By Kresse Armour
Though it’s a close call, few have been more dedicated to preserving at least a piece of Tuna Camp than Lloyd and Marlene Hitt. And Lloyd, who has long led the charge to memorialize the historic site, is getting a little help from a big federal friend. The National Park Service has announced that the site of the former Tuna Canyon Detention Station will receive a $2.8 million grant.
It’s a nice shot in the arm to help preserve the site’s history.
Though the process has been slow, Lloyd said recently, “The Tuna Canyon Detention Station Coalition is alive and kicking.”
On December 6, 1941, a Civilian Conservation Corps Camp was then in full swing on the property –– one of many facilities to come out of FDR’s New Deal reforms. Several WPA buildings from that same era were constructed at Sunland Park. These, which carry a far more positive legacy, are still standing.
Today there isn’t even a wood splinter left at the site of Tuna Camp. Everything but the dirt on which it stood has been brushed away.
It was on December 7, 1941, that everything changed. Almost overnight the CCC camp was transformed into what was essentially a prison. A place where “alien” enemies of the state would be held. Tuna Camp was just one of many such facilities that would be constructed with high fences, barbed wire and armed guards –– places where Americans were sent by the tens of thousands, arrested and confined without benefit of due process.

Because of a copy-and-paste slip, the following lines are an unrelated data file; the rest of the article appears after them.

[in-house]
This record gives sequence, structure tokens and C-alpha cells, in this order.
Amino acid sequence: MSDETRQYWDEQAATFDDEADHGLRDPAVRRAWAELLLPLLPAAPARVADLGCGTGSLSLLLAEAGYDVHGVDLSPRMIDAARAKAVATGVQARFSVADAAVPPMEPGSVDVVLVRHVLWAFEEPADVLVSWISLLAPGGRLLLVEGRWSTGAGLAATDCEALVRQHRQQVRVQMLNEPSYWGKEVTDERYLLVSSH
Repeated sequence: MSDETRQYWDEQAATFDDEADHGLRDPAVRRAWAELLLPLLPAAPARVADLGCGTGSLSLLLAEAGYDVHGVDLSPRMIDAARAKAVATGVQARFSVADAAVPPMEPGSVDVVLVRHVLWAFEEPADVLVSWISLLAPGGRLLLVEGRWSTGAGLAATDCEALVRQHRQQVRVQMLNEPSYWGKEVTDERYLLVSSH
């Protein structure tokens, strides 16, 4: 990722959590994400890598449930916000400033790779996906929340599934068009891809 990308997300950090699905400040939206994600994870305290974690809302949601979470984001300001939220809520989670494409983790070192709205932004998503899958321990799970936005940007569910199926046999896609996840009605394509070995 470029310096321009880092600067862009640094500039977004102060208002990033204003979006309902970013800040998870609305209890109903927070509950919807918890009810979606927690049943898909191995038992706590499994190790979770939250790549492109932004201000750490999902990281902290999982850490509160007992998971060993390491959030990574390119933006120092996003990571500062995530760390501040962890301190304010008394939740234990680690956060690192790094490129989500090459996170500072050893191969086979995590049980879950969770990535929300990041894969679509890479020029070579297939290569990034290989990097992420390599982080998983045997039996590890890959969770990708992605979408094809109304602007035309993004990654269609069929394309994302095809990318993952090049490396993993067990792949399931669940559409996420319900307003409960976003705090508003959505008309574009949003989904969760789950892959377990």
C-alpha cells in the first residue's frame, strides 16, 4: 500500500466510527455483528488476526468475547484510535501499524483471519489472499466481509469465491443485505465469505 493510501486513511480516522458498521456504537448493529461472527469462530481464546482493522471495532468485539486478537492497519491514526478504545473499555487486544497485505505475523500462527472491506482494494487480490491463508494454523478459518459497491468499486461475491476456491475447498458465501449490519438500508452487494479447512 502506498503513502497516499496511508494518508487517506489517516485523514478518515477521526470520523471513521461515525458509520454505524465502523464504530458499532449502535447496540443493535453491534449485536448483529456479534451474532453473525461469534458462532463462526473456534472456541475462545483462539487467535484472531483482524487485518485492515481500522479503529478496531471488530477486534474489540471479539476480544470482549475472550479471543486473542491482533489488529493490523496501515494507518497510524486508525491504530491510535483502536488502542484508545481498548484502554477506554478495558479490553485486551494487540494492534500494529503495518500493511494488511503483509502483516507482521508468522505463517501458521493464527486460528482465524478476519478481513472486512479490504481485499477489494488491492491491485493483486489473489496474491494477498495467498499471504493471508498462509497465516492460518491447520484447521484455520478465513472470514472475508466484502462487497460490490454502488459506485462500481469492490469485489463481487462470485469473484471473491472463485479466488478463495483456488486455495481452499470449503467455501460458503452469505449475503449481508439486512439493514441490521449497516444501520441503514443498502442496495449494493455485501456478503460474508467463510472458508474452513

Times of war seem to bring on spontaneous and collective bouts of governmental amnesia regarding Constitutional rights. And it was in such a frenzied atmosphere of war hysteria that on Feb. 9, 1942, that FDR signed Executive Order 9066, which doomed thousands of Americans, primarily of Japanese ancestry, to incarceration in American concentration camps.
Much later, in a rare admission of guilt, a national apology would be issued for this monumental injustice. Racism, more than terrorism, had been cited as the root cause of the drastic action taken during WWII. Near the end of his second term, then-President Ronald Reagan would sign into law the Civil Liberties Act of 1988. The act granted reparations of $20,000 to Japanese Americans who had been interned.
Following its demolition, Tuna Camp would be made over again in the 1950s, this time into the Verdugo Hills Golf Course.
The golf course property has since been purchased by a developer, whose plans are to build more than 260 homes on the sprawling acreage.
Those who want to preserve the memory of Tuna Camp are asking only for an acre –– just enough land for a small park. An acre on which live oaks and sycamores grow. Enough land for a historical-cultural monument to remind people –– now and forever –– of the horrors that racism begets.
In 2013, the Los Angeles City Council voted to conserve such an acre and preserve Tuna Camp’s legacy of Japanese-American struggle and ultimate redemption. The council voted unanimously to declare the small plot of land to be a historical-cultural monument. The developer has since filed a lawsuit challenging the city’s designation of the site.
And the battle continues.
Recognizing its role in preserving historic sites and providing information about them to the public, a portion of the Park Service grant will fund a traveling exhibition that tells the story of Tuna Camp. In addition to a diorama, the exhibit will include biographies of camp detainees and interviews with the now grown up children who were also confined in the detention camps.
“The historic significance of this site cannot be overstated,” Lloyd has said. “And preserving the area would be a positive statement that reflects both our community and the families of those whose fathers passed through the Tuna Camp.”